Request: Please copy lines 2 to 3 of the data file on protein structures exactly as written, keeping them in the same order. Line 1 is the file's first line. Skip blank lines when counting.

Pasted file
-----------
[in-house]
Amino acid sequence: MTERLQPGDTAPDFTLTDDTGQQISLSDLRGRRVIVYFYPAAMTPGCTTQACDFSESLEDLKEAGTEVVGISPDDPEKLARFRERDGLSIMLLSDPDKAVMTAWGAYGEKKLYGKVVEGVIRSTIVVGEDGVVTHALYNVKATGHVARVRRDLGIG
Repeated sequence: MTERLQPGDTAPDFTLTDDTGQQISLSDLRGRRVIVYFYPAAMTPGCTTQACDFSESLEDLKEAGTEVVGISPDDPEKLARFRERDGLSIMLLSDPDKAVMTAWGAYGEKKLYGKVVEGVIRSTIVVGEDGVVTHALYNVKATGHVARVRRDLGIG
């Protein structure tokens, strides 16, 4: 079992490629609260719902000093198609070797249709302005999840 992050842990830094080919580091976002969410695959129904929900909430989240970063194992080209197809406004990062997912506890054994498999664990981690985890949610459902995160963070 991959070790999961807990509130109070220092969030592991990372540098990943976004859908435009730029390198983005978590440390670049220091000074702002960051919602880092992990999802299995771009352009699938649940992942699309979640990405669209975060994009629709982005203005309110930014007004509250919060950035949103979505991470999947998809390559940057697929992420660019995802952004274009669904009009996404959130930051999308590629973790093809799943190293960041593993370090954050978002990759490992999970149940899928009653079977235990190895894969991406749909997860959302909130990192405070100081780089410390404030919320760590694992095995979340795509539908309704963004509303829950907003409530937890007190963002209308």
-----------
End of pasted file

Amino acid sequence: MTERLQPGDTAPDFTLTDDTGQQISLSDLRGRRVIVYFYPAAMTPGCTTQACDFSESLEDLKEAGTEVVGISPDDPEKLARFRERDGLSIMLLSDPDKAVMTAWGAYGEKKLYGKVVEGVIRSTIVVGEDGVVTHALYNVKATGHVARVRRDLGIG
Repeated sequence: MTERLQPGDTAPDFTLTDDTGQQISLSDLRGRRVIVYFYPAAMTPGCTTQACDFSESLEDLKEAGTEVVGISPDDPEKLARFRERDGLSIMLLSDPDKAVMTAWGAYGEKKLYGKVVEGVIRSTIVVGEDGVVTHALYNVKATGHVARVRRDLGIG